Osteoarthritis: The Facts
Who develops osteoarthritis?
Osteoarthritis is seen in both females and males in a 3:2 female/male ratio. Occurrence is usually noted between the ages of 45-90, and affects more than 20.7 million Americans today.
What exactly is osteoarthritis?
Osteoarthritis is the type of arthritis involving the cartilage of a joint. The cartilage of a joint is a tough, gristle-like material which is found on the ends of the bones. It forms the surface of the joint on either side. Cartilage is durable and somewhat elastic. It does not have a blood supply and therefore gets its oxygen from the joint fluid surrounding it.
When you use a joint, fluid and waste products are removed from the cartilage by the pressure involved. When pressure is relieved, oxygen and other nutrients are returned to the cartilage. Cartilage also has no nerve supply. It is this characteristic that allows large forces to be transferred without pain.
Over time, the cartilage may become worn. The bony surface of the joint may begin to grate against the bone on the other side and the elasticity of the cartilage may be decreased. Eventually the cartilage may wear away entirely. This cartilage deterioration is, in fact, what defines osteoarthritis. Unlike some other types of arthritis, OA does not affect the whole body. However, the changes which it can cause may limit patients due to pain and loss of movement.
Where does OA occur?
OA can occur in any joint and may occur only on one side of the joint. Usually, it is seen in the joints of the fingers, spine, hips, and knees. These joints fall into three common types of osteoarthritis.1
The first and usually mildest is the OA which affects the hands, causing knobby enlargement of the finger joints. When this occurs at the end joints of the fingers, these enlargements are called Heberden’s nodes. Growths in the middle of the fingers are called Bouchard’s nodes. This type of OA may cause stiffness and changes in the cosmetic appearance of the hand.
The second type of OA involves the spine. This can involve the neck area as well as the back. Bone spurs are symptoms of arthritis not necessarily the cause of pain.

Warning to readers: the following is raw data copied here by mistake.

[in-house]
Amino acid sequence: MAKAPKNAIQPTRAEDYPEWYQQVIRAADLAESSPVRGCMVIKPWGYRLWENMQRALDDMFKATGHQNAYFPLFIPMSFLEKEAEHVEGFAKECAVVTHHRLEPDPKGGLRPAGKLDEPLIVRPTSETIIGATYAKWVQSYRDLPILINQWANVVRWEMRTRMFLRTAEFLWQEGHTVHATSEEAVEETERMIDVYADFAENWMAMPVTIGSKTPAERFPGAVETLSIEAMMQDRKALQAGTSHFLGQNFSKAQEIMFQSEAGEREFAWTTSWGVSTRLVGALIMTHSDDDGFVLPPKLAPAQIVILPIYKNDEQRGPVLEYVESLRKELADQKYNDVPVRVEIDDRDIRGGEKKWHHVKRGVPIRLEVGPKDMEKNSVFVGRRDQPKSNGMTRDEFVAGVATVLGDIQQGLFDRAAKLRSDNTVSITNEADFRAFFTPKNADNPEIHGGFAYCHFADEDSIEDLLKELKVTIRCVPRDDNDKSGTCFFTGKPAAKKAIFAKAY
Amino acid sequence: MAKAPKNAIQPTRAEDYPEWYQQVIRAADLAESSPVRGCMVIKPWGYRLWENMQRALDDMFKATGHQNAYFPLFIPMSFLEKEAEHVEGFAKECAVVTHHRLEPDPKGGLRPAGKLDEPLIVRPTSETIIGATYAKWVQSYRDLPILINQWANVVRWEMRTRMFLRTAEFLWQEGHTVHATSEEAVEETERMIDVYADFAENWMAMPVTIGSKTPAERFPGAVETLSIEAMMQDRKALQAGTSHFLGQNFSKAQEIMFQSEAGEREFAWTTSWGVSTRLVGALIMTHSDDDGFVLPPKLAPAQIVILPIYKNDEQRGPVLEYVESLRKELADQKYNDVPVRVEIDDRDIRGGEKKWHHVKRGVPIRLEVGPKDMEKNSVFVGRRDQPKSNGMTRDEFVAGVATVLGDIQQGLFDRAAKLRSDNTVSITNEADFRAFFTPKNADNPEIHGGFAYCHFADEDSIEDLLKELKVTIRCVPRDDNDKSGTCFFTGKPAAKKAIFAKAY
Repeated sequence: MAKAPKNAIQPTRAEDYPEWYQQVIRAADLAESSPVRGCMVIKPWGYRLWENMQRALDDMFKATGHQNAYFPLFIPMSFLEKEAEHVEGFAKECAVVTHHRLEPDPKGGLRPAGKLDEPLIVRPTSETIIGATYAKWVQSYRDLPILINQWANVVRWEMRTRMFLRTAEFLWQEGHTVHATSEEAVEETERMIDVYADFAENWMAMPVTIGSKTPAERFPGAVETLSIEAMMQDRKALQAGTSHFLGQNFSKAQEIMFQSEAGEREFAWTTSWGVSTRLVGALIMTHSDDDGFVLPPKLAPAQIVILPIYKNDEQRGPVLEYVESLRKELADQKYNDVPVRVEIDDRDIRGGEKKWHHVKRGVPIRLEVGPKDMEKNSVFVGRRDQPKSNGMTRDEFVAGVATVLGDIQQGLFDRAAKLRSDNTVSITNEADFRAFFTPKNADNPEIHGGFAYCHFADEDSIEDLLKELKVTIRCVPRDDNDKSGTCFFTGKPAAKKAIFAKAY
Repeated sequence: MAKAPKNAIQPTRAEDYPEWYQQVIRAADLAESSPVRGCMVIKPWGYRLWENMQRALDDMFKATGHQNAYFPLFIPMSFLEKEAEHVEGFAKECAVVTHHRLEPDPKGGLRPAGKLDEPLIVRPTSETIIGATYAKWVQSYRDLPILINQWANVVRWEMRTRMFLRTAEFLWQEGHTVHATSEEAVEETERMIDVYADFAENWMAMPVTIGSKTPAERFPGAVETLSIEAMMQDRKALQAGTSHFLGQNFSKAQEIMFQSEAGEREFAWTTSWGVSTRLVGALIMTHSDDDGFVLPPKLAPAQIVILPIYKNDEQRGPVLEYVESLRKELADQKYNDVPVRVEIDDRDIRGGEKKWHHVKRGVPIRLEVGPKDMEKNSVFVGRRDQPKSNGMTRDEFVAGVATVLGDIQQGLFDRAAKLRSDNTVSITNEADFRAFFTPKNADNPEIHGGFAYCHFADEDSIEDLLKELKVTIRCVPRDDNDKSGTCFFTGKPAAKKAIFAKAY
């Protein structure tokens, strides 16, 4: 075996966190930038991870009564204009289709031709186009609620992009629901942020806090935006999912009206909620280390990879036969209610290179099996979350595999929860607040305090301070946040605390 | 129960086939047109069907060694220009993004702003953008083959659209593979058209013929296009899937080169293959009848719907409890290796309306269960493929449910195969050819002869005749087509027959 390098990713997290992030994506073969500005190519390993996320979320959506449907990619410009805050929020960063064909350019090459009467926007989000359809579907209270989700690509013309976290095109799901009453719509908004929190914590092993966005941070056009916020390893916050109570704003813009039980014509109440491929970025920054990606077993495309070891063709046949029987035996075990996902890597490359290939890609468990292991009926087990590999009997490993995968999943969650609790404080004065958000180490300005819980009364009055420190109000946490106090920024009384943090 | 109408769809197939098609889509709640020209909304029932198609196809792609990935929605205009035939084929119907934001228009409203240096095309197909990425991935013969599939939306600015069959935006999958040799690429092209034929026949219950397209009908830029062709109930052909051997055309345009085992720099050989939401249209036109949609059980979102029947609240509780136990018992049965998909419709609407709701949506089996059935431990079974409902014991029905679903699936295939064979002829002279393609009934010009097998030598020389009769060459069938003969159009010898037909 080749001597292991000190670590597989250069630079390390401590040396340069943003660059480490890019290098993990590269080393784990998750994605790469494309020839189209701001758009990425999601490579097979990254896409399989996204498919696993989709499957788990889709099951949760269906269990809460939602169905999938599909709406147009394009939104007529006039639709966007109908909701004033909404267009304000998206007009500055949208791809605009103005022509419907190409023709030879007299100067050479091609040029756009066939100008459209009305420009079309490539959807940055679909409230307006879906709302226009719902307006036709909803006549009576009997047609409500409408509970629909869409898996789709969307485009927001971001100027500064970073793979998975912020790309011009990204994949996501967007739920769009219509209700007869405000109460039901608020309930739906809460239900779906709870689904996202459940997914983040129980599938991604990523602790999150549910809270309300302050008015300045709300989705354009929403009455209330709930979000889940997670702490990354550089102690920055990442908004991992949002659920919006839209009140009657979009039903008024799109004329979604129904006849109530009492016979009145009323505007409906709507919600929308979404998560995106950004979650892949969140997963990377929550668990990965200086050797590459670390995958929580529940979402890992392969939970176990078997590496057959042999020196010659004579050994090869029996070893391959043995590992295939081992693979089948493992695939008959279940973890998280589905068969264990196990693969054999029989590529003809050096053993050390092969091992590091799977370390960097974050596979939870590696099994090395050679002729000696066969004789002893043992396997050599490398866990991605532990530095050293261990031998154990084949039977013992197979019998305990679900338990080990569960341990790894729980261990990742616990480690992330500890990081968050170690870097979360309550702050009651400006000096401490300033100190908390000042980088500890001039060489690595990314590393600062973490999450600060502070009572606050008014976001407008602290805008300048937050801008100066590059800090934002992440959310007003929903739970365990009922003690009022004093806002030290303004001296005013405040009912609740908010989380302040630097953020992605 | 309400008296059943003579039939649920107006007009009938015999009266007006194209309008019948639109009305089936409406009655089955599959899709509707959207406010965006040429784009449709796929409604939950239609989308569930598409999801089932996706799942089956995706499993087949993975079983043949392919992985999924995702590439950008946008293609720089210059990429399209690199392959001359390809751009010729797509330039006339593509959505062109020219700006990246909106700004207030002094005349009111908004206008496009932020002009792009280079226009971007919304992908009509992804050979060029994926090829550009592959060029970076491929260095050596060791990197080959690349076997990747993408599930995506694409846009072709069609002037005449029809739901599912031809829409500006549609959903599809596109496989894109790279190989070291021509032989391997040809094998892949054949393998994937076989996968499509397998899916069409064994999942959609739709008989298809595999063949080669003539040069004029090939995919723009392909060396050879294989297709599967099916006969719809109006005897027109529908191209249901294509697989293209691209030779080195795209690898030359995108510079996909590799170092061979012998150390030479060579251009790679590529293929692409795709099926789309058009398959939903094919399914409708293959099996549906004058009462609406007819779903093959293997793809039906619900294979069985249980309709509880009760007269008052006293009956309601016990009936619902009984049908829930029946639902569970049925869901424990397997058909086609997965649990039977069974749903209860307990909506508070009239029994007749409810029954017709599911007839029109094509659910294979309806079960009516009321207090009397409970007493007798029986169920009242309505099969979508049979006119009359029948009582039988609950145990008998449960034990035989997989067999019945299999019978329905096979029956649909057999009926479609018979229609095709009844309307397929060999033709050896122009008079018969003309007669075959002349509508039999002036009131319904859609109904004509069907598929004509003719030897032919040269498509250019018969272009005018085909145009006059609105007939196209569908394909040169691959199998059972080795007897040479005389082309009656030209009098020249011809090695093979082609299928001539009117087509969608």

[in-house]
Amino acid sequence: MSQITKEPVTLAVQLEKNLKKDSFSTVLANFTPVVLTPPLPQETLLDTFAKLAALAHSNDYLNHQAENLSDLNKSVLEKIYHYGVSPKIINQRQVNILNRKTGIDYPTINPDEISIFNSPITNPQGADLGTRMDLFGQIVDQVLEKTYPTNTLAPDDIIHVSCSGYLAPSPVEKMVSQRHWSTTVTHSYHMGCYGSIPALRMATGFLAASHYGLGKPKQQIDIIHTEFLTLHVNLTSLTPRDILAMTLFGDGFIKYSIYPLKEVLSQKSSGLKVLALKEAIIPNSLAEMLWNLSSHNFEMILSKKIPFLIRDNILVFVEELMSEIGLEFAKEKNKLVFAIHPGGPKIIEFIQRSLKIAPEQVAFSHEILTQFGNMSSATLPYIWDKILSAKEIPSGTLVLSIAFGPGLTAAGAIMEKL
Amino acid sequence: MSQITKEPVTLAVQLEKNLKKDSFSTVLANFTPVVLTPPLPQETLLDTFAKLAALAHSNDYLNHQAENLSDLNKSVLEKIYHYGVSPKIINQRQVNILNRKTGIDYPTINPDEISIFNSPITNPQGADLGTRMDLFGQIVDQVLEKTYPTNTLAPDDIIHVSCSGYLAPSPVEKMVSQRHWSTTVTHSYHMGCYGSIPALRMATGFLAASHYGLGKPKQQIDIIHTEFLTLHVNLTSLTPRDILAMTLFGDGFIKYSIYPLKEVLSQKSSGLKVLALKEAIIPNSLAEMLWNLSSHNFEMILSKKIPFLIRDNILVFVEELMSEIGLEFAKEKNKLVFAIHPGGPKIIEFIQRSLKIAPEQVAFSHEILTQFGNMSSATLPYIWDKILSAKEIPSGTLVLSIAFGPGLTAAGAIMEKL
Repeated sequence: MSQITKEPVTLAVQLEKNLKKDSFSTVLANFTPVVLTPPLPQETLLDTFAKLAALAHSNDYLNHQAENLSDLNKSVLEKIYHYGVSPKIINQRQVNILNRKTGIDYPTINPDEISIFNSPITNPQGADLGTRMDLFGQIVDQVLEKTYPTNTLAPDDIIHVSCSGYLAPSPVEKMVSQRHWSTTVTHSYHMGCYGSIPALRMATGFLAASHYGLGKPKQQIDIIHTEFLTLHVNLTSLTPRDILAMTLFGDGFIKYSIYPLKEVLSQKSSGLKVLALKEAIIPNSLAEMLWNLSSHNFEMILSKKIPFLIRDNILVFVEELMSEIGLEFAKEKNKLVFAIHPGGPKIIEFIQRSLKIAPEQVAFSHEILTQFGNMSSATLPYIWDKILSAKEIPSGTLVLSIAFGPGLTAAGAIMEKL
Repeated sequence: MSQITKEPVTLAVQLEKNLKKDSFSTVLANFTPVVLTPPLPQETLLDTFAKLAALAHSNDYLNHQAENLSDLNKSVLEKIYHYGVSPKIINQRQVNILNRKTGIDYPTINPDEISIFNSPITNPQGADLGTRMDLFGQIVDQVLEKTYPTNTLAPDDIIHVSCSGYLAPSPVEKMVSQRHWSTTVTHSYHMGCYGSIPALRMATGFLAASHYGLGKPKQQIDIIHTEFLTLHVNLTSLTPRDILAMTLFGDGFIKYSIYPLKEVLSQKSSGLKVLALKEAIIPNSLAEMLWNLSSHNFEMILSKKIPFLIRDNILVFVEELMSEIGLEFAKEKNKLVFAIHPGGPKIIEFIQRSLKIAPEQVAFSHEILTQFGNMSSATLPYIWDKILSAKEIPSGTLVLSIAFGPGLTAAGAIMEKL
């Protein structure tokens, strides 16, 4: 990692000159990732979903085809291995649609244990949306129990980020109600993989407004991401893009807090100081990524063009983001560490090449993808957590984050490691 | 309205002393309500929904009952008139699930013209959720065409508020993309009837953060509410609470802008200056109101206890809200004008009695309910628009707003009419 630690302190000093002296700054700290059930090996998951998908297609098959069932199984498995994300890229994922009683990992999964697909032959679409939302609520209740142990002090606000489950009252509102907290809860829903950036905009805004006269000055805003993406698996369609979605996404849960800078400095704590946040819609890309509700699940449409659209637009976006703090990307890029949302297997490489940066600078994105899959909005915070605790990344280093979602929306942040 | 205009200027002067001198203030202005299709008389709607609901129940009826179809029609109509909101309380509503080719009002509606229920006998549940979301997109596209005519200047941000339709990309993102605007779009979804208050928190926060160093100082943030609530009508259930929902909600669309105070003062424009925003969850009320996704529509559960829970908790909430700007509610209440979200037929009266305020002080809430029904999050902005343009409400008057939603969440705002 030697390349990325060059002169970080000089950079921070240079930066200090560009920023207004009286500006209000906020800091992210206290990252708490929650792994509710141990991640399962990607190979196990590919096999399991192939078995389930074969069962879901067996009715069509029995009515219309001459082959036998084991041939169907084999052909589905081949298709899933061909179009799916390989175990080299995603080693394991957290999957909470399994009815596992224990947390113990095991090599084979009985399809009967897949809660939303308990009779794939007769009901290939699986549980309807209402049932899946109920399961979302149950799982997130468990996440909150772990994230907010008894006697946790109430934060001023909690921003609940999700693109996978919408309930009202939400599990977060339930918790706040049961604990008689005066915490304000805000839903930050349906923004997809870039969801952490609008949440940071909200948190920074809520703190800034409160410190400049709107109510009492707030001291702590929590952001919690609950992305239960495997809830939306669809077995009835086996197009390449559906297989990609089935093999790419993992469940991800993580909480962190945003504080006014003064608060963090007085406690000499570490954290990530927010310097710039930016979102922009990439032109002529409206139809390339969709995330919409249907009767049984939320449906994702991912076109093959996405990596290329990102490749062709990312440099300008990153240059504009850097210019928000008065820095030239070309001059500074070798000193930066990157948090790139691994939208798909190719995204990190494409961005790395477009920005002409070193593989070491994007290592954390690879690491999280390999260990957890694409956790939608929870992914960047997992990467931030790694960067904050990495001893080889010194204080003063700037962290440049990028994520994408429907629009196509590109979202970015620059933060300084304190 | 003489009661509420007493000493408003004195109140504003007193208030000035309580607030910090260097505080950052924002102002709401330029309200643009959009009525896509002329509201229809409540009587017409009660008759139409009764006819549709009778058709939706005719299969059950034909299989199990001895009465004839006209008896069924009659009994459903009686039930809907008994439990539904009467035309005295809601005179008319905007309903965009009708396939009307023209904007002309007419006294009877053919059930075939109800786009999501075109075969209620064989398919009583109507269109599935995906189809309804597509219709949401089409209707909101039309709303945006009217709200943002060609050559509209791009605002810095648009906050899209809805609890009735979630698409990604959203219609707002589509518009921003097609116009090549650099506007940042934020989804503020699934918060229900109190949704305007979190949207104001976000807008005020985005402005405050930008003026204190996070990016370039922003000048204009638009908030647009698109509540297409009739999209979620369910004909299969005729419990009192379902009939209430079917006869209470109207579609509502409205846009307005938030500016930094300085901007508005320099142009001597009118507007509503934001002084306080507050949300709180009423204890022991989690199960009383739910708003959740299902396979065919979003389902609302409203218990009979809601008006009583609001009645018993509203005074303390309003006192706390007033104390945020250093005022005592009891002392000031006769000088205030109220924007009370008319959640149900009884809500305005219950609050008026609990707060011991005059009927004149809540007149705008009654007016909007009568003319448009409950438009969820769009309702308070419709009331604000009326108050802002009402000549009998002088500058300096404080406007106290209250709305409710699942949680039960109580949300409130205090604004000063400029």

The third type of OA commonly seen involves the weight-bearing joints, most frequently the hips and knees. This form of OA can become quite severe and limiting, or may only periodically cause symptoms. In extreme cases, walking may become extremely difficult or impossible. This type of OA frequently involves both sides of the body, and may cause a deformity in the lower extremity due to the degeneration process.
View our videos on Osteoarthritis of the Hip and Knee below to learn more.
When does OA occur?
OA can develop as a natural process of aging or it may occur as a result of a traumatic injury such as a fracture. Patients who have a congenital malformation of a joint also tend to develop OA at an earlier age than normally seen.
A common idea in past years was that osteoarthritis developed because of “wear and tear” or over-use of a joint. Research studies of people who participate in strenuous activities have failed to show a relationship between these activities and the development of arthritis.
Furthermore, most experts agree that a patient, even when diagnosed with OA, needs to continue a program of exercise to maintain optimal function of the joint.
Why does OA occur?
No one knows for sure what causes osteoarthritis. Some experts believe that people are born with defective cartilage or abnormalities in their joints which lead to the changes seen in OA. Others believe that OA develops as a result of over-using an already injured joint or because of joint damage caused by other arthritic conditions.
Research into the causes, prevention, and treatment of OA as well as other types of arthritis continue to provide improved methods for the relief of symptoms and will continue to aid in the understanding of these disease processes.
- Lorig, K., Fries, P.H., James, F., The Arthritis Helpbook, 4th ed., Addison-Wesley Publishing Co., 1995.